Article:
NASHVILLE, Tenn. -- The six victims of a fatal shooting at a private Christian elementary school in Tennessee's capital city have been identified by police.
Three students and three staff members were shot and killed at the Covenant School in Nashville on Monday morning. The Metropolitan Nashville Police Department identified the victims as Evelyn Dieckhaus, 9; Mike Hill, 61; William Kinney, 9; Katherine Koonce, 60; Cynthia Peak, 61; and Hallie Scruggs, 9.
Here's what we know about the slain so far:
Evelyn Dieckhaus, 9
Evelyn Dieckhaus was a third-grader at the Covenant School.
"Our hearts are completely broken," the Dieckaus family said in a statement. "We cannot believe this has happened. Evelyn was a shining light in this world. We appreciate all the love and support but ask for space as we grieve."
Mike Hill, 61
Mike Hill was a custodian at the Covenant School, according to police.
Hill was said to have "loved his job" and saw workers and school kids "as his family," ABC News reported.
Pastor Tim Dunavant, of the Hartsville First United Methodist Church, said that he hired Hill to work at Covenant more than a decade ago.
"I don't know the details yet. But I have a feeling, when it all comes out, Mike's sacrifice saved lives," Dunavant wrote. "I have nothing factual to base that upon. I just know what kind of guy he was. And I know he's the kind of guy that would do that."
Hill's family issued a statement saying, "We pray for the Covenant School and are so grateful that Michael was beloved by the faculty and students who filled him with joy for 14 years. He was a father of seven children ... and 14 grandchildren. He liked to cook and spend time with family."
Another pastor, Jim Bachmann, said Hill was "one of those people you cannot not like" and that he made a point of learning the names of all the students and talking to them.
William Kinney, 9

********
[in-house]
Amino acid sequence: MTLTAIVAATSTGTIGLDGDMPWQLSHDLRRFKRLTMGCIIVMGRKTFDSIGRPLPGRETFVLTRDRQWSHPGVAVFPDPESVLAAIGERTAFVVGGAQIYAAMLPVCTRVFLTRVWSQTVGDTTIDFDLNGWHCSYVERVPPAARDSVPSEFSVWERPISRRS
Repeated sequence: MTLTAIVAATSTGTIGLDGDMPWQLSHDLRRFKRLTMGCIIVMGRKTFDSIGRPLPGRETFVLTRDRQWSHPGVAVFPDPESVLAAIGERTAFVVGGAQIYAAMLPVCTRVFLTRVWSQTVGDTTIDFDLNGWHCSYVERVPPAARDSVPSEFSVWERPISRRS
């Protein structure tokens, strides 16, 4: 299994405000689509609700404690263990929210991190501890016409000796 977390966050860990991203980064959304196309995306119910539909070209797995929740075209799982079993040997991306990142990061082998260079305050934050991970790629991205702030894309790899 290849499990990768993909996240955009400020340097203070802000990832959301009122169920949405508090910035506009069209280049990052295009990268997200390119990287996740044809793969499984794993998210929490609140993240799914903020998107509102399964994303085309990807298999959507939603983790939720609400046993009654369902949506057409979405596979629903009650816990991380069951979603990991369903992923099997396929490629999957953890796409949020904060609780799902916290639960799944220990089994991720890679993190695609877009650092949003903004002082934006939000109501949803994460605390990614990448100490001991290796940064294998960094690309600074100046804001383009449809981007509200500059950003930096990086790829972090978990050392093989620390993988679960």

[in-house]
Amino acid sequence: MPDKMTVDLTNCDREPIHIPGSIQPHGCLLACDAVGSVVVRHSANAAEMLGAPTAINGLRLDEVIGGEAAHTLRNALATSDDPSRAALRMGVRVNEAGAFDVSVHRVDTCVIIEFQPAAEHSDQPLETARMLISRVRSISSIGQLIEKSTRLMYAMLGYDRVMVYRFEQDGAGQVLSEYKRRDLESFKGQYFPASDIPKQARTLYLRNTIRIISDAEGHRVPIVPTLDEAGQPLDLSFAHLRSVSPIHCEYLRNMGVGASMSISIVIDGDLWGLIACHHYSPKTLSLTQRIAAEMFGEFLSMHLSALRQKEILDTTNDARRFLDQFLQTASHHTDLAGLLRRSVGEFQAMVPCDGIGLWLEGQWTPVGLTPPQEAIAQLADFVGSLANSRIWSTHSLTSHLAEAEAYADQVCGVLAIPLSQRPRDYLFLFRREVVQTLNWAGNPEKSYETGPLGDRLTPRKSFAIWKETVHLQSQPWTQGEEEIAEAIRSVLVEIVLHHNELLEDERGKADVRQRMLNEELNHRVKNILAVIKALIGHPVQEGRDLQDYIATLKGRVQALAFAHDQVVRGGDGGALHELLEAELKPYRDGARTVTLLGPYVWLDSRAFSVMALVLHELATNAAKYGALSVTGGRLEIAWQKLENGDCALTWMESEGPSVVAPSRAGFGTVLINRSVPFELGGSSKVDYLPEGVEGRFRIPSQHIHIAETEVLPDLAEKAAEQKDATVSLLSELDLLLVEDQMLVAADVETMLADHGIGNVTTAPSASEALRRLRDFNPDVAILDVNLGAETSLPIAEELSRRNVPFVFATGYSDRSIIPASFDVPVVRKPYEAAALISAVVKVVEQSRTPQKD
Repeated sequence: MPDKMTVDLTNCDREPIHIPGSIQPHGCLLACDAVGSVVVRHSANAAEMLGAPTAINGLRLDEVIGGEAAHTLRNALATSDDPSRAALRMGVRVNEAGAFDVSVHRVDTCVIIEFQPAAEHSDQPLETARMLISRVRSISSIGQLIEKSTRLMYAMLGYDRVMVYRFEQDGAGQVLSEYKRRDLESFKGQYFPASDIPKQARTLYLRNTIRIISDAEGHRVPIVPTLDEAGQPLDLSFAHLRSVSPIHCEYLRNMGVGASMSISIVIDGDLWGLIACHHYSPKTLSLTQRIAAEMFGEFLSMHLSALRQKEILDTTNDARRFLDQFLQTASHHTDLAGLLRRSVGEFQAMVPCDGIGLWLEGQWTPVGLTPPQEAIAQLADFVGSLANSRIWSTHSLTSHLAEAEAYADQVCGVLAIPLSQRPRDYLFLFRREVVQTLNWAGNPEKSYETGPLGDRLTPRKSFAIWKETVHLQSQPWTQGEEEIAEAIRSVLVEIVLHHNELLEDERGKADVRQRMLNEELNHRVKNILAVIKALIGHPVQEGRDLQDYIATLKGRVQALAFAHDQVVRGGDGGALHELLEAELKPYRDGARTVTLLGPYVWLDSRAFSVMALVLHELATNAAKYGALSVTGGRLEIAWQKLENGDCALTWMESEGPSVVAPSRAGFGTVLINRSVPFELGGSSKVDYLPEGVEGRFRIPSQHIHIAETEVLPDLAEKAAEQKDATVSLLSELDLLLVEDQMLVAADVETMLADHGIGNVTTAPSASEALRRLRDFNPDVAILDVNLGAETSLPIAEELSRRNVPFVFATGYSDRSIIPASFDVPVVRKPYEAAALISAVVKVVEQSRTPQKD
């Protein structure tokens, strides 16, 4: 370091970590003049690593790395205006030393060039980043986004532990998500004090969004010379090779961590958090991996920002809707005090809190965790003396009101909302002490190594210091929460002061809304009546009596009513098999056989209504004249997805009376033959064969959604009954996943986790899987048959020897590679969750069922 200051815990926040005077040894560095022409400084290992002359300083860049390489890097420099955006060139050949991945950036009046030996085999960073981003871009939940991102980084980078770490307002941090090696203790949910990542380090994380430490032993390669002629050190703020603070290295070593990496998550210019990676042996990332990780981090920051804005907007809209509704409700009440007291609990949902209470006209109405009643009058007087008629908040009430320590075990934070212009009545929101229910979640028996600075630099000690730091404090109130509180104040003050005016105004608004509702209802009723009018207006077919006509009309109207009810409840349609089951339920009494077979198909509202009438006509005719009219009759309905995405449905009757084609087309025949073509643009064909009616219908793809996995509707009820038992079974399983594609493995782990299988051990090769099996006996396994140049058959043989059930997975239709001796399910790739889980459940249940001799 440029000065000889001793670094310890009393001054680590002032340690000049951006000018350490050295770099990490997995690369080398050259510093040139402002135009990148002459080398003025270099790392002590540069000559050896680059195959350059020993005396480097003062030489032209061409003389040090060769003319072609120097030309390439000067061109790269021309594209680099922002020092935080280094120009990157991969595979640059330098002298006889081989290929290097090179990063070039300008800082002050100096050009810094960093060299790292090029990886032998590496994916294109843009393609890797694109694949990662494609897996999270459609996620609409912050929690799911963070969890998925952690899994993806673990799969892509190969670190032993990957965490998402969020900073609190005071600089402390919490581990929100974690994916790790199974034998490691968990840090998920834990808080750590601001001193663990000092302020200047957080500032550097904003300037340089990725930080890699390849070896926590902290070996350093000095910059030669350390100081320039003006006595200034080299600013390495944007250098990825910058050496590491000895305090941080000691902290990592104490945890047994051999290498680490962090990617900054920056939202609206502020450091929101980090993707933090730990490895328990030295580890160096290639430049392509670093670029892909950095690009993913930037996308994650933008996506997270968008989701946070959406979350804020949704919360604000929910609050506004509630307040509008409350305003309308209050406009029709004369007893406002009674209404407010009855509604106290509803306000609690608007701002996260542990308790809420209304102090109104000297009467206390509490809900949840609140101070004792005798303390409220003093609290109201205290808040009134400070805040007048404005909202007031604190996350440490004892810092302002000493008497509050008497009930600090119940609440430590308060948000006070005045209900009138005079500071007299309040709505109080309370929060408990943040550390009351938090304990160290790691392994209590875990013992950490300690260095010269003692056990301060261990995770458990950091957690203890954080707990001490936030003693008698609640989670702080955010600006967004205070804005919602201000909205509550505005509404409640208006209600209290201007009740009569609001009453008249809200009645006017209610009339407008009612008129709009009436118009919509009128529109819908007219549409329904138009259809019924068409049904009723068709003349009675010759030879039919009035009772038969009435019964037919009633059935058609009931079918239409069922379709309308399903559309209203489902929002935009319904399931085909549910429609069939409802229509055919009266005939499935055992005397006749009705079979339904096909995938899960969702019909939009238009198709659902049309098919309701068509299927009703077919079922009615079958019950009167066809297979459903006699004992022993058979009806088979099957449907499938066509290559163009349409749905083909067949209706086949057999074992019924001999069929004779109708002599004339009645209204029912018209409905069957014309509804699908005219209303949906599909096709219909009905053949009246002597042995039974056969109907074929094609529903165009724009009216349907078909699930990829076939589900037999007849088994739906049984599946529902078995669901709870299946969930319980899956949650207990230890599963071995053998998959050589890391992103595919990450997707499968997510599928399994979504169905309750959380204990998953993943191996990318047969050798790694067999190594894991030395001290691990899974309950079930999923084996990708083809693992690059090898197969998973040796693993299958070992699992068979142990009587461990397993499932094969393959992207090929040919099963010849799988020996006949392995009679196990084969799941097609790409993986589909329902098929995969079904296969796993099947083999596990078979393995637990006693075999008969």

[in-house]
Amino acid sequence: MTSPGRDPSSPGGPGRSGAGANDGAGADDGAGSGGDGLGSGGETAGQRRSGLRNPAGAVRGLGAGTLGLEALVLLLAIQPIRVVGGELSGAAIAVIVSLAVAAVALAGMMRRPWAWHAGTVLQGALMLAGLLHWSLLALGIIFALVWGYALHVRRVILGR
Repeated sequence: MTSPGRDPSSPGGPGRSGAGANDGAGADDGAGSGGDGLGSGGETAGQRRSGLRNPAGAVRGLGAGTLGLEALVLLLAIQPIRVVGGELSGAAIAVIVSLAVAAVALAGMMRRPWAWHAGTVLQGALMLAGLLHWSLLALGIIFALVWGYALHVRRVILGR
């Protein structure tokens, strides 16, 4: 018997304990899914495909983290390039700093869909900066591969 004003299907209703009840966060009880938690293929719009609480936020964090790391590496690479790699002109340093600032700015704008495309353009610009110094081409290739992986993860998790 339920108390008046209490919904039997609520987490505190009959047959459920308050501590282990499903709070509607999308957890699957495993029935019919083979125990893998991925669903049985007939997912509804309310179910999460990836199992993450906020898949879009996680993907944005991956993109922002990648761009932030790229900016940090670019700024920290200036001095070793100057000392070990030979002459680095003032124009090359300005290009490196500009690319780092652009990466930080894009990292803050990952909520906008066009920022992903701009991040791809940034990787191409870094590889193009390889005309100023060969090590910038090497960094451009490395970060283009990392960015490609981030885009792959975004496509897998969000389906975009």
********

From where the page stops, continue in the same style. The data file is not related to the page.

William Kinney, 9, was identified by police as one of the children killed in the Nashville school shooting.
Katherine Koonce, 60
Katherine Koonce was the head of the Covenant School, according to police. Her LinkedIn profile says she has led the school since July 2016.
Koonce was described by loved ones as a "remarkable woman" with a "bright spirit," ABC News reported.
"If there was any trouble in that school, she would run to it, not from it," Jackie Bailey said of her friend Katherine Koonce, head of The Covenant School. "She was trying to protect those kids ... That's just what I believe."
Before Koonce took the top role with Covenant, Anna Caudill, a former art teacher, worked with her for almost a decade at Christ Presbyterian Academy, another Christian school in the area connected to a Presbyterian Church in America congregation.
"She was an absolute dynamo and one of the smartest women I'll ever know," said Caudill, recalling how Koonce excelled at her day job while parenting her children, pursuing her masters and then her PhD, and writing a book.
For Caudill, who grew up in several male-led Christian denominations, Koonce had remarkable leadership skills and was the first woman in such a setting to encourage her to keep learning and pursuing her life goals. When Caudill launched her nonprofit advocating for special education resources and other support, she said Koonce was one of the first to donate financially to it.
She said Koonce loved her job at Covenant and she was loved by students and their families.
"She wasn't Wonder Woman, but I never saw the two in the same place," she said.
Cynthia Peak, 61
Cynthia Peak was a substitute teacher at the Covenant School, according to police.
Peak's family said their "hearts are broken," confirming the loss "of our beloved Cindy Peak."
"Cindy was a pillar of the community, and a teacher beloved by all her students," her family told ABC News in a statement. "Her favorite roles in life were being a mom to her three children, a wife to her husband, and an educator to students."
"We will never stop missing her," they added. "We are grateful for the hope of Heaven. She never wavered in her faith and we know she is wrapped in the arms of Jesus. Our hearts go out to all the victims' families as we grieve this horrific tragedy."
Tennessee Gov. Bill Lee said his wife, Maria, was "best friends" with Peak.
"Maria woke up this morning without one of her best friends, Cindy Peak," Lee said in a video address on Tuesday evening. "Cindy was supposed to come over to have dinner with Maria last night after she filled in as a substitute teacher yesterday at Covenant."
Hallie Scruggs, 9
Hallie Scruggs was the daughter of Chad Scruggs, the senior pastor at the Covenant Presbyterian Church, which shares a location with the Covenant School.
The school was founded in 2001 as a ministry of the church, according to the school's website.
Chad Scruggs described his daughter as "such a gift."
"We are heartbroken," he told ABC News in a statement. "Through tears we trust that she is in the arms of Jesus who will raise her to life once again."
ABC News' Miles Cohen, Duan Perrin and Lisa Siversten contributed to this report. The Associated Press also contributed.